- We will study the underlying methods for automated reasoning and testing (e.g., abstract interpretation, symbolic execution, fuzzing) are used to build such tools.


Part II: Security of Datacenters and Networks

- We will show how to ensure that datacenters and ISPs are secured using declarative reasoning methods (e.g., Datalog). We will also see how to automatically synthesize secure configurations (e.g. using SyNET and NetComplete) which lead to desirable behaviors, thus automating the job of the network operator and avoiding critical errors.
- We will discuss how to apply modern discrete probabilistic inference (e.g., PSI and Bayonet) so to reason about probabilistic network properties (e.g., the probability of a packet reaching a destination if links fail).


Part III: Machine Learning for Security

- We will discuss how machine learning models for structured prediction are used to address security tasks, including de-obfuscation of binaries (Debin: https://debin.ai), Android APKs (DeGuard: http://apk-deguard.com) and JavaScript (JSNice: http://jsnice.org).
- We will study to leverage program abstractions in combination with clustering techniques to learn security rules for cryptography APIs from large codebases.
- We will study how to automatically learn to identify security vulnerabilities related to the handling of untrusted inputs (cross-Site scripting, SQL injection, path traversal, remote code execution) from large codebases.


To gain a deeper understanding, the course will involve a hands-on programming project where the methods studied in the class will be applied.
Elective Courses
NumberTitleTypeECTSHoursLecturers
252-0312-00LUbiquitous Computing Information W4 credits2V + 1AC. Holz, F. Mattern, S. Mayer
AbstractUnlike desktop computing, ubiquitous computing occurs anytime and everywhere, using any device, in any location, and in any format. Computers exist in different forms, from watches and phones to refrigerators or pairs of glasses.
Main topics: Smart environments, IoT, mobiles & wearables, context & location, sensing & tracking, computer vision on embedded systems, health monitoring, fabrication.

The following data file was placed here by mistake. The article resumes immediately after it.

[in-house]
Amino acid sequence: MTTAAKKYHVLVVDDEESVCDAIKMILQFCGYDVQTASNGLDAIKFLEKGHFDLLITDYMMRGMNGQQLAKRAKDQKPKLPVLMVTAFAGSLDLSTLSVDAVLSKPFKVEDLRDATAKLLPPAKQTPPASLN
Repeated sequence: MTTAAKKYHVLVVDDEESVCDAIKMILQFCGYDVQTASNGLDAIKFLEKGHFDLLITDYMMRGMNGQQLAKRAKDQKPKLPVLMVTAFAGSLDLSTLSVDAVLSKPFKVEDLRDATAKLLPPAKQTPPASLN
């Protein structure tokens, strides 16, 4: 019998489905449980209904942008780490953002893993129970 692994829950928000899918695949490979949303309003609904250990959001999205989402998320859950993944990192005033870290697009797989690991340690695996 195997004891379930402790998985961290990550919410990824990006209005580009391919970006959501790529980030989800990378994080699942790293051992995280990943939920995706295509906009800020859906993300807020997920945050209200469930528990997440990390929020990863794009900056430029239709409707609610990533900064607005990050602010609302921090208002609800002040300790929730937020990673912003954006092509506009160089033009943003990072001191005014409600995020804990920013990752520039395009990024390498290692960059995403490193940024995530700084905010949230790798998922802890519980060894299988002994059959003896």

ObjectiveUnlike desktop computing, ubiquitous computing occurs anytime and everywhere, using any device, in any location, and in any format. Computers exist in different forms, from watches and phones to refrigerators or pairs of glasses.
Main topics: Smart environments, IoT, mobiles & wearables, context & location, sensing & tracking, computer vision on embedded systems, health monitoring, fabrication.
Lecture notesCopies of slides will be made available
LiteratureWill be provided in the lecture. To put you in the mood:
Mark Weiser: The Computer for the 21st Century. Scientific American, September 1991, pp. 94-104
Software Engineering
Core Courses
NumberTitleTypeECTSHoursLecturers
263-2925-00LProgram Analysis for System Security and Reliability Information W6 credits2V + 1U + 2AP. Tsankov
AbstractSecurity issues in modern systems (blockchains, datacenters, AI) result in billions of losses due to hacks. This course introduces the security issues in modern systems and state-of-the-art automated techniques for building secure and reliable systems. The course has a practical focus and covers systems built by successful ETH spin-offs.
Objective* Learn about security issues in modern systems -- blockchains, smart contracts, AI-based systems (e.g., autonomous cars), data centers -- and why they are challenging to address.

* Understand how the latest automated analysis techniques work, both discrete and probabilistic.

* Understand how these techniques combine with machine-learning methods, both supervised and unsupervised.

* Understand how to use these methods to build reliable and secure modern systems.

* Learn about new open problems that if solved can lead to research and commercial impact.
ContentPart I: Security of Blockchains

- We will cover existing blockchains (e.g., Ethereum, Bitcoin), how they work, what the core security issues are, and how these have led to massive financial losses.
- We will show how to extract useful information about smart contracts and transactions using interactive analysis frameworks for querying blockchains (e.g. Google's Ethereum BigQuery).
- We will discuss the state-of-the-art security tools (e.g., https://securify.ch) for ensuring that smart contracts are free of security vulnerabilities.
- We will study the latest automated reasoning systems (e.g., https://verx.ch) for checking custom (temporal) properties of smart contracts and illustrate their operation on real-world use cases.
- We will study the underlying methods for automated reasoning and testing (e.g., abstract interpretation, symbolic execution, fuzzing) are used to build such tools.


Part II: Security of Datacenters and Networks

- We will show how to ensure that datacenters and ISPs are secured using declarative reasoning methods (e.g., Datalog). We will also see how to automatically synthesize secure configurations (e.g. using SyNET and NetComplete) which lead to desirable behaviors, thus automating the job of the network operator and avoiding critical errors.
- We will discuss how to apply modern discrete probabilistic inference (e.g., PSI and Bayonet) so to reason about probabilistic network properties (e.g., the probability of a packet reaching a destination if links fail).


Part III: Machine Learning for Security

- We will discuss how machine learning models for structured prediction are used to address security tasks, including de-obfuscation of binaries (Debin: https://debin.ai), Android APKs (DeGuard: http://apk-deguard.com) and JavaScript (JSNice: http://jsnice.org).